I really should ask how the company pays its counterpart Google Inc. and Apple Inc. strong competitor to keep as default search engine to Google.com search engine. As revealed analyst Ben Schachter in a note published last Friday, Google pays Apple Inc. over a billion U.S. dollars to maintain this preferential treatment.
The note of Macquarie and echoing the Business Insider website is says that last year Google Inc. paid the exorbitant amount of money to Apple to keep Google.com as the default search engine in Safari browser and the rest of your devices for sale, in this case the iPad, iPhone and iPod Touch.
However, Macquarie in his note also reveals that Apple is apparently trying to get away from the Google mapping system, Google Maps, because since the Cupertino company are planning to market a service orientation and map searches himself, a fact that would give them the current use of Google Maps which provides its Safari browser.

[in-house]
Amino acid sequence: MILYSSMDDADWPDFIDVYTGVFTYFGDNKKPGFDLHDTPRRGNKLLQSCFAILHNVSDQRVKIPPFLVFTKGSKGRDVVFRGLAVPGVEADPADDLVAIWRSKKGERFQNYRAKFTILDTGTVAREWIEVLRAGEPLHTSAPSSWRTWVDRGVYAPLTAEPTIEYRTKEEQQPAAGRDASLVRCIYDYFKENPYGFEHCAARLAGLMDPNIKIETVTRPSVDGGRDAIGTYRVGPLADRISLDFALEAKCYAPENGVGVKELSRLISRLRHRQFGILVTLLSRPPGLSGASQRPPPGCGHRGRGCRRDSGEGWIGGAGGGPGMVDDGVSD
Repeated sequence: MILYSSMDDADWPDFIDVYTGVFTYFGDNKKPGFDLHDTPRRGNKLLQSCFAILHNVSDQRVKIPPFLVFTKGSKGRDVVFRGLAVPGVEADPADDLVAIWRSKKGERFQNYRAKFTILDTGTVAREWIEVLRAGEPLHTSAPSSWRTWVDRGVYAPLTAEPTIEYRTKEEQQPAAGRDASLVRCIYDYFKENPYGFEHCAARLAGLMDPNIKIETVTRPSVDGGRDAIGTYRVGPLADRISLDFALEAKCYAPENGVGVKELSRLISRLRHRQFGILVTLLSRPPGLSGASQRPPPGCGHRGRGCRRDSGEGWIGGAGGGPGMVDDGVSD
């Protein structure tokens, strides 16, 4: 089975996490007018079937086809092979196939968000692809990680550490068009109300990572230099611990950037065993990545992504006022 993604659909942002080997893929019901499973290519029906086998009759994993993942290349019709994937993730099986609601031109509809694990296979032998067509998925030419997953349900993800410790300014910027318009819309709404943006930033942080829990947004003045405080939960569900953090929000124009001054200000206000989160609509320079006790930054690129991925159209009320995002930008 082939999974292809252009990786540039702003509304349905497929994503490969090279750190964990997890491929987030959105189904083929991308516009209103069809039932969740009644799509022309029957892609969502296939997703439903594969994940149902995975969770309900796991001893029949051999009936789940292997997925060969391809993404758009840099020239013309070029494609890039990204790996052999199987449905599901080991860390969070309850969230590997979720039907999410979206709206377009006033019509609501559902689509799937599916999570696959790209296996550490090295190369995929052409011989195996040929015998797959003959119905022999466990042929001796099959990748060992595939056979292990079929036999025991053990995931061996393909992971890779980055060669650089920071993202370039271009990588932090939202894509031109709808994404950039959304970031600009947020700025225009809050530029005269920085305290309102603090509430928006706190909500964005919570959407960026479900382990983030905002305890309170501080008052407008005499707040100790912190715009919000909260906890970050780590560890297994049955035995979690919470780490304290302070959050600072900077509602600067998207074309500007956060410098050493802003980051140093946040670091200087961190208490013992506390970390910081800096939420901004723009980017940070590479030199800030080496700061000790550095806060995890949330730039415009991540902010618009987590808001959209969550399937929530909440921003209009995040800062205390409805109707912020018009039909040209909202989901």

According to Macquarie, the user searches via Google.com using Apple devices will report to Google Inc. about 1.3 billion in gross revenue, Google.com but must pay a large sum of money to achieve reach 75 percent of web traffic that flows through the various Apple devices, with which Google Inc. receives only about 335 million dollars in net revenue from search or iOS Safari.
In the event that Apple decides to abandon these services would be less impact Google.com for Google Inc. Apple for the same, as this company would have to rely on the service of other search engines that do not prove to be as efficient as Google.com.
However, Macquarie concludes, if Apple manages to consolidate the iPad as an alternative to the PC in the next five years, surpassing even the use of it among the users of the future, Google Inc. would be in trouble since, this prediction is fulfilled, the number of people who use the iPad would be very high, and this would be a market share that Google Inc. executives do not like to lose.
Anyway, this is a relationship of mutual agreement, eventually, the two can win or lose depending on their next moves.